U.S. Soldiers navigate a stream during a security patrol in Chabar, Afghanistan, Dec. 3, 2009. (U.S. Air Force/Tech. Sgt. Francisco V. Govea II)
(Reuters Health) - Soldiers who displayed high optimism before deployment were less likely to develop chronic pain after being sent to Afghanistan or Iraq than those who were more pessimistic, a new study finds.
Have you ever noticed how downing a few beers makes you feel invincible? That’s because alcohol, in addition to annihilating your inhibitions, also increases your tolerance to pain while simultaneously dulling it, according to new research.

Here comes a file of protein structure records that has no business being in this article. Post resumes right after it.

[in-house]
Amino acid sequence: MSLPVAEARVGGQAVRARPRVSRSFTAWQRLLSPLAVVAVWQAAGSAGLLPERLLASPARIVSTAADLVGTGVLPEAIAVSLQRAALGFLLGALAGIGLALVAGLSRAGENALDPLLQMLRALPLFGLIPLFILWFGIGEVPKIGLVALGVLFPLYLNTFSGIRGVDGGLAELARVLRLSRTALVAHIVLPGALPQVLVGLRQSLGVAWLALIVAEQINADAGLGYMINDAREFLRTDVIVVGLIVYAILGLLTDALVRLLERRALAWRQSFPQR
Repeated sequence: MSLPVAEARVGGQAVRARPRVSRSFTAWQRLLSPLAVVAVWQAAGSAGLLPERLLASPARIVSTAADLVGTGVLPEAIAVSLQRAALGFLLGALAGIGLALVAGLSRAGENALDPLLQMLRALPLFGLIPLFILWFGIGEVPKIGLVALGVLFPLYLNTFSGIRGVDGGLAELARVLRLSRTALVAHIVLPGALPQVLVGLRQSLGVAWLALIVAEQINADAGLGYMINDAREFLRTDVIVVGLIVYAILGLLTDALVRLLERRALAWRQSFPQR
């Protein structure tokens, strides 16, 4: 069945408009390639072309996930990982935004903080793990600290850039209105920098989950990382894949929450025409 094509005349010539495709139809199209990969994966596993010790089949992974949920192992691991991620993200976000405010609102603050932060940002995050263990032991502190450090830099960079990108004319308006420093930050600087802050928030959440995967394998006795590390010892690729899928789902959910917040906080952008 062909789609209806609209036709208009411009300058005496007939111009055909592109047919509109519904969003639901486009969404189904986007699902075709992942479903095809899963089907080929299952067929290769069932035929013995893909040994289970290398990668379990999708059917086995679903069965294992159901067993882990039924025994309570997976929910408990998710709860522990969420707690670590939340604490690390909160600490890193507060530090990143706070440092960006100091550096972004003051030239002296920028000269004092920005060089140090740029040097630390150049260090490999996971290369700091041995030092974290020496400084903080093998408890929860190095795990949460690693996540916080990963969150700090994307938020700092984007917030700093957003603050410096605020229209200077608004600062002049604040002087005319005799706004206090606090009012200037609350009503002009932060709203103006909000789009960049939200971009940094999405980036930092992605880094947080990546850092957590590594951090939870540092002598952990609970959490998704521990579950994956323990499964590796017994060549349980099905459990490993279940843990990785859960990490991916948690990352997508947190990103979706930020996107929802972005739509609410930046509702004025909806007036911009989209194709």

Anyone who has ruck marched with a heavy pack, performed a parachute landing fall out of a C-130 or worn body armor all day knows that the military lifestyle is rough on the body. Due to the physical requirements of the military, veterans experience a much higher rate of chronic pain than the civilian population. The recent wars in Iraq and Afghanistan have led to more advanced body armor, saving the lives of thousands of soldiers, Marines, sailors and airmen. These advances in equipment, though lifesaving, mean that troops survive with devastating injuries such as limb amputations and traumatic brain injury that require advanced, coordinated treatment.